Even the Wednesday morning forecast was saying the same, but in the event they only got it half right, it was certainly cool, but the Sun was nowhere to be seen.
Notmanywords Ron was on the scene when I got there having done exactly the same as me, but as you'll see from his blog, the gloom didn't stop him from getting some cracking photos.
My first bunch (all 48 of them) aren't worth showing, but I wandered off for a while and returned less than an hour later, when there was a slight lift in the gloom, not much but enough light now to make a difference in my photos, making them of record shot standard (if a bird is recognisable it's good enough for me) :
|Peregrine - The female of the pair|
|She waited patiently while hubby was |
presumably out hunting.
|She certainly had a nice view of the pigeons|
|You could see her eyeing up the menu|
from her panoramic viewpoint.
|This sparrowhawk was displaying high above|
the peregrine site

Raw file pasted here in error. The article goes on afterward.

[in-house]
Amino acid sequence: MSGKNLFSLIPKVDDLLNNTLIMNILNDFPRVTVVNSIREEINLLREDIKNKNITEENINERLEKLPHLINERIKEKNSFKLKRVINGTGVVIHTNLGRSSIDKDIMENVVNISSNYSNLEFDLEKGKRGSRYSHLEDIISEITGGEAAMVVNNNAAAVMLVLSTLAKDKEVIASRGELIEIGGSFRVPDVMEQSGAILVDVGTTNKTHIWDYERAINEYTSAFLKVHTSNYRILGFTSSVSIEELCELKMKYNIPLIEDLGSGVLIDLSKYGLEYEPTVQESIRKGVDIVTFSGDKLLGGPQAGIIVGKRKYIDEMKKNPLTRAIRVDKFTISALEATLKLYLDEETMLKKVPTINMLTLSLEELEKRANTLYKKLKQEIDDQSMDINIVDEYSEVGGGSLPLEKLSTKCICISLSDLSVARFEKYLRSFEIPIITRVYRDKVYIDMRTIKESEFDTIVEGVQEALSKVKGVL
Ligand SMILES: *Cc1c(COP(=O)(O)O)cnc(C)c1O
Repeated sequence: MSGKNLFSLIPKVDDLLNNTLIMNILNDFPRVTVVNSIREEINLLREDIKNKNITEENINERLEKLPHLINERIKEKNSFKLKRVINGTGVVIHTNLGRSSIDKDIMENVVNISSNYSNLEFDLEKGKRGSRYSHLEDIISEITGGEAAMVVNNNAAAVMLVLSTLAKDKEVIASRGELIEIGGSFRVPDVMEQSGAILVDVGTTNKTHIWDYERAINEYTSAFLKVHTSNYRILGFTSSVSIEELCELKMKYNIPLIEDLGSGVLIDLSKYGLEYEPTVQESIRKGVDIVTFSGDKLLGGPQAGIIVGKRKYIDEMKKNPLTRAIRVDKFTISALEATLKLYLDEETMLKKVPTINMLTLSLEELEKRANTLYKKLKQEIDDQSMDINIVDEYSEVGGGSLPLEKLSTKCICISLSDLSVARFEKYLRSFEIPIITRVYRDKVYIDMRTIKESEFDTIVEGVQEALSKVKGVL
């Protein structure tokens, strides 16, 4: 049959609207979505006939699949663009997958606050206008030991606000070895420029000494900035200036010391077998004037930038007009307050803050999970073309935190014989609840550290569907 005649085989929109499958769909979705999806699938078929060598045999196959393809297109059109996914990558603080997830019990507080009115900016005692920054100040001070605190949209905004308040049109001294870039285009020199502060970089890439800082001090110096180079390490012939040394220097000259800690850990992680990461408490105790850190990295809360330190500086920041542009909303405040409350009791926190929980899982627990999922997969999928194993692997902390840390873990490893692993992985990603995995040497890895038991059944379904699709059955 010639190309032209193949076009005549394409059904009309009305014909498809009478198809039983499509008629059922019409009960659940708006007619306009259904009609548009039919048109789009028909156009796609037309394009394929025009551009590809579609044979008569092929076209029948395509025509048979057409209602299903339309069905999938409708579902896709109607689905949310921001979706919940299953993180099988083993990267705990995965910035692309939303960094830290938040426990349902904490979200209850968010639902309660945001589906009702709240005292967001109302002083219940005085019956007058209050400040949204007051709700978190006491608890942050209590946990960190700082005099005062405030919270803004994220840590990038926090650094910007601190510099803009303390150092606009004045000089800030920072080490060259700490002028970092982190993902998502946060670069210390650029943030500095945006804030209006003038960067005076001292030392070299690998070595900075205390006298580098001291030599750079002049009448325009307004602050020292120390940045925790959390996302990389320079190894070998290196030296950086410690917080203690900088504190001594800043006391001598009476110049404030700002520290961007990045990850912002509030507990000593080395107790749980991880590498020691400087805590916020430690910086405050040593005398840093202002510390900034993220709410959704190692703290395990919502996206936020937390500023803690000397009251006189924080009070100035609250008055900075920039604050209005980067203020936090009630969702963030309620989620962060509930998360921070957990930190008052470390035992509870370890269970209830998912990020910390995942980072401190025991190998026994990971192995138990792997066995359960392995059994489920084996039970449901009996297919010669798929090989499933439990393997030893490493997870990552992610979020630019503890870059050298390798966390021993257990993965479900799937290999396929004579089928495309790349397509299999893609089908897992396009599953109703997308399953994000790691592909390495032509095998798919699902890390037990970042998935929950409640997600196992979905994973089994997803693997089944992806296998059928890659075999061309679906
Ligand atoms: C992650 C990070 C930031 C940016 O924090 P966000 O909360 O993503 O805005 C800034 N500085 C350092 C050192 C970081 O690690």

When I'd got enough shots I meandered away, and got some 200 yards when the Sun actually came out. I stopped in my tracks, wondering whether I should go back to try again, the light got stronger but I looked to the skies and the gap in the clouds was small, I knew the Sun was just teasing, and if I went back would disappear behind the clouds again. So I said 'sod it' and continued walking away. The Sun, realising I wasn't going to be fooled this time, also said 'sod it' and went back behind the clouds anyway. Strange, but it felt like I'd won for once.
My best photo opportunity then came further along the track with this Stock Dove which stayed on a fence while I approached so got some decent snaps.
|Close . . .|
|. . . closer . . .|
|... and closer still|
Like a lot of birds, the Stock Dove looks very plain from distance, but in close-up I think is a neater bird than the Collared Dove which most people prefer, something about those eyes, the shimmering markings on the side of the neck, and the neat greyscale colouring. A little charmer.